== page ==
I actually blogged some time back that it seemed evident on the face of it that if you divide civilian adults into two groups, one group whose members carry weapons routinely and the other group those who don’t, those in the first group are clearly more fearful.

That evoked quite strong pushback. I think the term “threat sensitive” is more accurate: while the unarmed group can sort of see that there’s a threat, they are not sensitive to it. The other group, who carry weapons, are threat-sensitive.

Written by LeisureGuy

26 July 2014 at 2:50 pm

Posted in Daily life, Guns

S/ant/and: The happy domain of those who use slant razors

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The name just occurred to me, so I thought I’d time-stamp it. I’m embarrassed (but not too much) to say I like it. 🙂

Written by LeisureGuy

26 July 2014 at 2:18 pm

Posted in Shaving

Heartwrending: Fathers and Sons in Gaza

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Waseem El Sarraj writes in the New Yorker:

Yasser Abu Jamei, the director of the Gaza Community Mental Health Program (G.C.M.H.P.), was not with his extended family when, around dinnertime, an air strike leveled their three-story home in the southern Gaza Strip city of Khan Younis. Three stories might sound lavish for a single family, but more than two dozen relatives shared this house. Arrangements like this are typical in Gaza—usually one floor for each adult sibling’s family. A number of members of the extended Abu Jamei family had left for the southern Gaza Strip earlier that day. It was thought to be safer. From the rubble, the bodies of nineteen children and three pregnant women were pulled out. In total, twenty-eight of Yasser’s relatives had been killed, the most in a single air strike in this war so far.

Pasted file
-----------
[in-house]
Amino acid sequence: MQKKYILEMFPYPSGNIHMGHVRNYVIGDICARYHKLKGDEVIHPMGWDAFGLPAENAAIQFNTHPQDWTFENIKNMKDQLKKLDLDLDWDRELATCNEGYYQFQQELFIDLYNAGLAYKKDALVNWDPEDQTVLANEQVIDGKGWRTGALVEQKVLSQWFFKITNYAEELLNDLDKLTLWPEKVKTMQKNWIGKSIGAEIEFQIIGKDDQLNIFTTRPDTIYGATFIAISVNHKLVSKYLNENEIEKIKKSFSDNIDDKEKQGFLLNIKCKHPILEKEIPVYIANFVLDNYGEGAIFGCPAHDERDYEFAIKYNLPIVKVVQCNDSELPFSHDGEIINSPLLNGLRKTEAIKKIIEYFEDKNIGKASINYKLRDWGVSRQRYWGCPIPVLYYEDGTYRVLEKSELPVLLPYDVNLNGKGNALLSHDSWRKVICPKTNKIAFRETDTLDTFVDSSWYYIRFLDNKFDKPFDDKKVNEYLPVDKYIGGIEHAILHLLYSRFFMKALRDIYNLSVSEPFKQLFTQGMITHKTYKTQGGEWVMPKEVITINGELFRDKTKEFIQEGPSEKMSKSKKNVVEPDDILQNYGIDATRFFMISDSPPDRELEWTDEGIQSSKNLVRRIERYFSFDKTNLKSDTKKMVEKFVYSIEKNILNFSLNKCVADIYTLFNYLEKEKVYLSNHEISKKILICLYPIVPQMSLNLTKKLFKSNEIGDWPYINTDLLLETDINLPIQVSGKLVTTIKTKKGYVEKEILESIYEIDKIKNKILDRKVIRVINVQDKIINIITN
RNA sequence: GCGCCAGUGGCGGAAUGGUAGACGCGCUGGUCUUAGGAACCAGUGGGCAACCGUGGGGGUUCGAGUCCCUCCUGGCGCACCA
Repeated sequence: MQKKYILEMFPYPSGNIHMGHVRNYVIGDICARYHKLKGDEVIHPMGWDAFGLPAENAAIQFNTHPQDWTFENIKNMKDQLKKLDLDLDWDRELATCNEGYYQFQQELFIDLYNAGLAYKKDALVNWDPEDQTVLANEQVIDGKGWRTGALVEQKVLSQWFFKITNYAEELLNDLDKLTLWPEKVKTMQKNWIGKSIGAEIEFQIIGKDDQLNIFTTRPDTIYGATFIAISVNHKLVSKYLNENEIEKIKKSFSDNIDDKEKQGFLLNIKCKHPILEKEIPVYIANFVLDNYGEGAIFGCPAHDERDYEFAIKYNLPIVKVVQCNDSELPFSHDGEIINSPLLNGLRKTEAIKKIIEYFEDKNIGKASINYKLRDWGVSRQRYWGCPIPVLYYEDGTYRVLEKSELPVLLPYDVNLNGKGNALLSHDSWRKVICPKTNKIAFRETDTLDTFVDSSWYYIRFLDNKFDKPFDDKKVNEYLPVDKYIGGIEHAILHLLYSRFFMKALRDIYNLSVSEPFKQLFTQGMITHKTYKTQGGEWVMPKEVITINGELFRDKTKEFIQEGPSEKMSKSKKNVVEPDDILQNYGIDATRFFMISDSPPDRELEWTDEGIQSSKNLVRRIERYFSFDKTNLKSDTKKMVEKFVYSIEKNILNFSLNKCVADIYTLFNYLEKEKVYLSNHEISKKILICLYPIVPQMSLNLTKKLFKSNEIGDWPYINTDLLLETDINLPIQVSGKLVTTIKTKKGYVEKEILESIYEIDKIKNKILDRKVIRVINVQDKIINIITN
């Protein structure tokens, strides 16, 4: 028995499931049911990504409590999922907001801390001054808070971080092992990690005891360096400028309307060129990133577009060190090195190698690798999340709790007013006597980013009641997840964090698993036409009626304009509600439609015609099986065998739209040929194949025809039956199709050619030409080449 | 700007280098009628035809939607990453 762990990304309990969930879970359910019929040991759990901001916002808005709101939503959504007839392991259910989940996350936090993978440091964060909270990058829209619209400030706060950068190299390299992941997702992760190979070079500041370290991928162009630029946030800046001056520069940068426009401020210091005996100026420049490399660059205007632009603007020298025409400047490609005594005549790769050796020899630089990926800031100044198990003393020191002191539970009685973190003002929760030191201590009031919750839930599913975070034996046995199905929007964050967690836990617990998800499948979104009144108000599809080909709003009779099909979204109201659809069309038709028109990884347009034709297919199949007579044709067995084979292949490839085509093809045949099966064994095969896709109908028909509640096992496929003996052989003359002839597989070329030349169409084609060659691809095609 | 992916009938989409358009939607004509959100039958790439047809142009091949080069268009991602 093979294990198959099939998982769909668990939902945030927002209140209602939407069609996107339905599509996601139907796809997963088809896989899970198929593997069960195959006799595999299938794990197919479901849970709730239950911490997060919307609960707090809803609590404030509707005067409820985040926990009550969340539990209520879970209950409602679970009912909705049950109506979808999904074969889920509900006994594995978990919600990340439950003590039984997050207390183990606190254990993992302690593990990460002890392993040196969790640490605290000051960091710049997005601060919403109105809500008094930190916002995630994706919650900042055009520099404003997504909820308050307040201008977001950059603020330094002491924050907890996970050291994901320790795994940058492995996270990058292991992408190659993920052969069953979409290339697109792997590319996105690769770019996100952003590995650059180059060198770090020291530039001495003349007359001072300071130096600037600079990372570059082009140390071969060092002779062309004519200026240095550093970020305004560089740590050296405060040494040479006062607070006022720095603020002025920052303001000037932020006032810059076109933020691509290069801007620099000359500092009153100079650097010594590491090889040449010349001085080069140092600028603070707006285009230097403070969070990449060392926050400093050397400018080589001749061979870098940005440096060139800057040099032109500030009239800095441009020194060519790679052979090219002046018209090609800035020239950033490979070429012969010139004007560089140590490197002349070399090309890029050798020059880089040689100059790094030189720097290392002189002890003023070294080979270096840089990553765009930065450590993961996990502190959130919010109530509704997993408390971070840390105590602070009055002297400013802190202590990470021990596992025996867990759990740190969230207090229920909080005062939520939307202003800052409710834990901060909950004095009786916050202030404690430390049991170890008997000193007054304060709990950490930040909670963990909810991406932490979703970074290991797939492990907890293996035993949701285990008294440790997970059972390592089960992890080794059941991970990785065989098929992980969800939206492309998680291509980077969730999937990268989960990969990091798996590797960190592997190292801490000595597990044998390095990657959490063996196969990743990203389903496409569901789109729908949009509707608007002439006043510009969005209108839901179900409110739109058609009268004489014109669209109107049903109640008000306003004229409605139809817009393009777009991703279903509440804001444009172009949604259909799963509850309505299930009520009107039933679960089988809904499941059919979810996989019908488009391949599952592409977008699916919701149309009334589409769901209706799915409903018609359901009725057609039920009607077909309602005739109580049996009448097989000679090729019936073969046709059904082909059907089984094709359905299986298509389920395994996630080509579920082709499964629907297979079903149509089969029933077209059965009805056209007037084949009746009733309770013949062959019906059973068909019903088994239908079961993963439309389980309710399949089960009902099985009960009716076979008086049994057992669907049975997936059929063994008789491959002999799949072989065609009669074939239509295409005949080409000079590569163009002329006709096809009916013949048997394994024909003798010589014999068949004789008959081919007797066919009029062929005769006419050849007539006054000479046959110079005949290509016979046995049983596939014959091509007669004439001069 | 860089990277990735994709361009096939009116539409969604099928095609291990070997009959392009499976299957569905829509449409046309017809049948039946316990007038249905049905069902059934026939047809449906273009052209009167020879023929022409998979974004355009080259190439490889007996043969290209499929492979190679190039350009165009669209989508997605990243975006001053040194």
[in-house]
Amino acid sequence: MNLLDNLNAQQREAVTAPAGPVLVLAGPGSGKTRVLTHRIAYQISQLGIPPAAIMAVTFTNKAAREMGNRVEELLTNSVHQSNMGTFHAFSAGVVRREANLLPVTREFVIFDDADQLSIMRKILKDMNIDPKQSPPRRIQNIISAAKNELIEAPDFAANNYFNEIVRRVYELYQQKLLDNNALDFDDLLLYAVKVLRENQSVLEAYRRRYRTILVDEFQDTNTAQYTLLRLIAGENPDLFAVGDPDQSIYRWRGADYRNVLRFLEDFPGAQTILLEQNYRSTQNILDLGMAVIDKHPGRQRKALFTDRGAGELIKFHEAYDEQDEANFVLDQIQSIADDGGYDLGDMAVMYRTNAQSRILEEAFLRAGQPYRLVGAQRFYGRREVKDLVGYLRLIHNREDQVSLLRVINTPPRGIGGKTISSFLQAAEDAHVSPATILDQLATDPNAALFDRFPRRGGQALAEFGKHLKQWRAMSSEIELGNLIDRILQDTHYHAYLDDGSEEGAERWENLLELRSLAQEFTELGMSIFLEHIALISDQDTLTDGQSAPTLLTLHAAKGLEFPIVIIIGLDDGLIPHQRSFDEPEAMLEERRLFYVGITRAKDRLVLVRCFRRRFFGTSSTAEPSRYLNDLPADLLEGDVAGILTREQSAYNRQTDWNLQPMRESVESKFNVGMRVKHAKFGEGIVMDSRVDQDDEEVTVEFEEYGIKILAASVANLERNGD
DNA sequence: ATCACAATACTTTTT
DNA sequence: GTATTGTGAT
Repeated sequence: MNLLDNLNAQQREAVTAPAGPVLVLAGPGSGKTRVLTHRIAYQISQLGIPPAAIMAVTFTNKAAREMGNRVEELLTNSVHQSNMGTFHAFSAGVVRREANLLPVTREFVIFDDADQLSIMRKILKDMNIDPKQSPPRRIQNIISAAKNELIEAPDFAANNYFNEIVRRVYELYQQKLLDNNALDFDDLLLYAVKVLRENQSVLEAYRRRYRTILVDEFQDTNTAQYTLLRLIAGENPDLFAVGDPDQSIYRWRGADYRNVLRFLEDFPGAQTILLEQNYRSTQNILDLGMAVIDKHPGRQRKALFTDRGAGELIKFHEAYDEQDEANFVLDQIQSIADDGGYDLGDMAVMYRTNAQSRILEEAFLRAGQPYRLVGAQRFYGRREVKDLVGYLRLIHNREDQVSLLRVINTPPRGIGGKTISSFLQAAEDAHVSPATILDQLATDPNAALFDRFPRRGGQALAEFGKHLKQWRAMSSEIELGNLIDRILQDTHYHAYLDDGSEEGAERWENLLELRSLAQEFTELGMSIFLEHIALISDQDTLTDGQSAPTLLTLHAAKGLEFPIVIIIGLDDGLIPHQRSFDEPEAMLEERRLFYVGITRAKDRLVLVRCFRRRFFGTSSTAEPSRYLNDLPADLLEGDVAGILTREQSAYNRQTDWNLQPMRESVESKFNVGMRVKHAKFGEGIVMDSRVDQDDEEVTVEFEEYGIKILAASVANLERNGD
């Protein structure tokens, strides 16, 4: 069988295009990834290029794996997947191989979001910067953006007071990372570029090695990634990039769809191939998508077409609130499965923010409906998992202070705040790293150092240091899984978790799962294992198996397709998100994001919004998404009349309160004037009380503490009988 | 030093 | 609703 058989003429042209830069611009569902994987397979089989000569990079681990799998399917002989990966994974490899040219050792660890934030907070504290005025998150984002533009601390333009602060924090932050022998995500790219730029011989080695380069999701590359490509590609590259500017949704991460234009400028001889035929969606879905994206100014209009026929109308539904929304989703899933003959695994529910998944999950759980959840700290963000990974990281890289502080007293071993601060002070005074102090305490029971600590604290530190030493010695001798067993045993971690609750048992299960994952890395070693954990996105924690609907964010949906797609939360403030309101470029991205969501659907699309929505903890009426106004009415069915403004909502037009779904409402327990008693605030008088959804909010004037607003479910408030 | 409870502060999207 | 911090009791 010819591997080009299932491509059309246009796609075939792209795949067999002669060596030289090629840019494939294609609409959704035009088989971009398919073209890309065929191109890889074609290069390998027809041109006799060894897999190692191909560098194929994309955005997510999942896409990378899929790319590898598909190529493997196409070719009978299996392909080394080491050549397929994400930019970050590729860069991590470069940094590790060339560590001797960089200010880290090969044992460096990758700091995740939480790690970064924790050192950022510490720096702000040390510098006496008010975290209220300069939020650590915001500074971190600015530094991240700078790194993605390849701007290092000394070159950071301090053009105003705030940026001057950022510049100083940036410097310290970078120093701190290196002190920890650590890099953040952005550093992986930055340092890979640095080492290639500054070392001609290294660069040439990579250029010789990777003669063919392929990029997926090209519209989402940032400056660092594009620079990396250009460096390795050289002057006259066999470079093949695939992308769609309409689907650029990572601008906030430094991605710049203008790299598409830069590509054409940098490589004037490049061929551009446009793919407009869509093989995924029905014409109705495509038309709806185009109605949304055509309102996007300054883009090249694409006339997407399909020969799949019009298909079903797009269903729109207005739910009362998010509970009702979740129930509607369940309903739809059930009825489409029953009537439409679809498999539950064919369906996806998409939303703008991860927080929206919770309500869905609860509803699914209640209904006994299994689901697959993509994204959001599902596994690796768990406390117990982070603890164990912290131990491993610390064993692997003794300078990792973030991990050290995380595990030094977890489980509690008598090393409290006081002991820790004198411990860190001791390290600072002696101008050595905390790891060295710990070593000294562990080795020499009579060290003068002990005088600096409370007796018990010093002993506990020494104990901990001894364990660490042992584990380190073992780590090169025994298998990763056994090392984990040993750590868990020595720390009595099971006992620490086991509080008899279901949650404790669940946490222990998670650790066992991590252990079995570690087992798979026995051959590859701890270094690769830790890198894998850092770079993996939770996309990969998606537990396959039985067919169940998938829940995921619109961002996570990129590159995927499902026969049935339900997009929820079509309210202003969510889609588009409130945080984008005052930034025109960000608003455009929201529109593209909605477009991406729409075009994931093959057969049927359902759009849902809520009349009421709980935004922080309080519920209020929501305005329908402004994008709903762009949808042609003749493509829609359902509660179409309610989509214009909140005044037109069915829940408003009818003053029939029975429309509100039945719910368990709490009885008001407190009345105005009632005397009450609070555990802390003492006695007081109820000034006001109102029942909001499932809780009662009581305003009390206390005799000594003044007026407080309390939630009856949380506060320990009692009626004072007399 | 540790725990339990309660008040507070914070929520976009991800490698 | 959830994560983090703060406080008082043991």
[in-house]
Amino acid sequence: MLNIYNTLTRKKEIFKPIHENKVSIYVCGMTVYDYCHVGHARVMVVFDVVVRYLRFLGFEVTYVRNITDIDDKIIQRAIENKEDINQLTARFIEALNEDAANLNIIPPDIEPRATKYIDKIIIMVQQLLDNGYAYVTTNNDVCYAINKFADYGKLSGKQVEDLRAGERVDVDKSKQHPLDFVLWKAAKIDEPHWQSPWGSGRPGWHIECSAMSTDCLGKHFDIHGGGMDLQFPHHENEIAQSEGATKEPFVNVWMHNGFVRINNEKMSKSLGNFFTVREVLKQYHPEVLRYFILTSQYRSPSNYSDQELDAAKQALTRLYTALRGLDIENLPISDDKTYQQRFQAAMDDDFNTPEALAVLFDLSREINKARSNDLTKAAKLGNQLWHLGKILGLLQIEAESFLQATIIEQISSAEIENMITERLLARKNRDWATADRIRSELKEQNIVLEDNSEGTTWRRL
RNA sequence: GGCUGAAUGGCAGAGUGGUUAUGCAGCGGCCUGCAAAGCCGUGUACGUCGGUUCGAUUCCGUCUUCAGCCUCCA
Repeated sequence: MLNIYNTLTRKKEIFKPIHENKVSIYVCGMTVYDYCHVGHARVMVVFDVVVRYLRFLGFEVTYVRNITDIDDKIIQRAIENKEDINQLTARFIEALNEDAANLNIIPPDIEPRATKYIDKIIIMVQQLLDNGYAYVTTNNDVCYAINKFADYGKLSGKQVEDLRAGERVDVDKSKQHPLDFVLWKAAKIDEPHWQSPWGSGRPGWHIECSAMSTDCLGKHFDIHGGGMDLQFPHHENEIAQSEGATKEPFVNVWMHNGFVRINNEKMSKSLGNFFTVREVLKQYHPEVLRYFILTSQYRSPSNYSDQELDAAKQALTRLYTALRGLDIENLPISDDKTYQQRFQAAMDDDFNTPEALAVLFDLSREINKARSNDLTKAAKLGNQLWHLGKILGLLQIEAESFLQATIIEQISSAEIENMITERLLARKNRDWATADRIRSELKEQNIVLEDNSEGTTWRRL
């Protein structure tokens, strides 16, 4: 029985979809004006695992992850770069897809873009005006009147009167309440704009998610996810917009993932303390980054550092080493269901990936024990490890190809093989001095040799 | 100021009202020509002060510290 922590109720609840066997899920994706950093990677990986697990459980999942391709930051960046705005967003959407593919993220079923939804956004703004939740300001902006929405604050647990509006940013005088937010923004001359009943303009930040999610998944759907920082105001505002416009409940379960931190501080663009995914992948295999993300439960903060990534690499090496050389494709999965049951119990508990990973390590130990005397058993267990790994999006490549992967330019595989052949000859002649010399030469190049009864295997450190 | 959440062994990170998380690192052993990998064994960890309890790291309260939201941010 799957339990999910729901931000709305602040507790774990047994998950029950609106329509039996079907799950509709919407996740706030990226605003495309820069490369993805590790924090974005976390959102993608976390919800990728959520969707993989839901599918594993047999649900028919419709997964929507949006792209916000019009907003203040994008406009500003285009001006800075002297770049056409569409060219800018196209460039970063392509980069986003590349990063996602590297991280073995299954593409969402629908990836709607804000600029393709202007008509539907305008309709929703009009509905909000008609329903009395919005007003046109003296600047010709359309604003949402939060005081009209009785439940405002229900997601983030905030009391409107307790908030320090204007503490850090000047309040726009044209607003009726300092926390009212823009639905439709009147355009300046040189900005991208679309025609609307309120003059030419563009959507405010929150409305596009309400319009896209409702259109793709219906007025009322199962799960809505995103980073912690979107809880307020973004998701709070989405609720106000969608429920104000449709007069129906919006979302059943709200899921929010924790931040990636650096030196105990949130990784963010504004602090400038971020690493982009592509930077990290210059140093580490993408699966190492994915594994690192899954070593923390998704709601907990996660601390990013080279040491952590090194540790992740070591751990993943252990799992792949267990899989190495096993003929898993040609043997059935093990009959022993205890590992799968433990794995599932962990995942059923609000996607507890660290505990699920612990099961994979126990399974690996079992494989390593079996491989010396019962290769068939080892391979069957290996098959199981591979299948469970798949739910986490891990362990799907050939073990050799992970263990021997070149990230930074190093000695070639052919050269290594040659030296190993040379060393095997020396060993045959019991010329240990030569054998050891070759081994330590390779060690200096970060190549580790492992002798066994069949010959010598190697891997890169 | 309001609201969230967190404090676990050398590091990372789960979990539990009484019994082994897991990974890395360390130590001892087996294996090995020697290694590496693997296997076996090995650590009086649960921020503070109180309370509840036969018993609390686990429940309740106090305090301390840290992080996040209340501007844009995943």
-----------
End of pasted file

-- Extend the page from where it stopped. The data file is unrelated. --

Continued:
I know Yasser Abu Jamei well because my father, Dr. Eyad Sarraj, was his manager, mentor, fellow-countryman, and friend. My father was the Gaza Strip’s first psychiatrist and the founder of the G.C.M.H.P. He passed away, earlier this year, after living with multiple myeloma for longer than his doctors expected. I worked alongside him between 2009 and 2014. During these years, he was at his worst, physically, but his optimism was irrepressible. Gaza attracts a broad spectrum of visitors, and my father’s reputation as an “independent” and largely accessible interlocutor led many to his home. Whether it was for breaking the siege with a fleet of boats from Cyprus, planting trees to beautify the Strip, organizing a cleanup of the beach, or providing a dinner and neutral zone for dignitaries to eat fish along with Gaza’s sidelined leaders, he was almost certainly on board. Gaza was his home, the beach his back garden. He wanted Gaza to be, well, nice.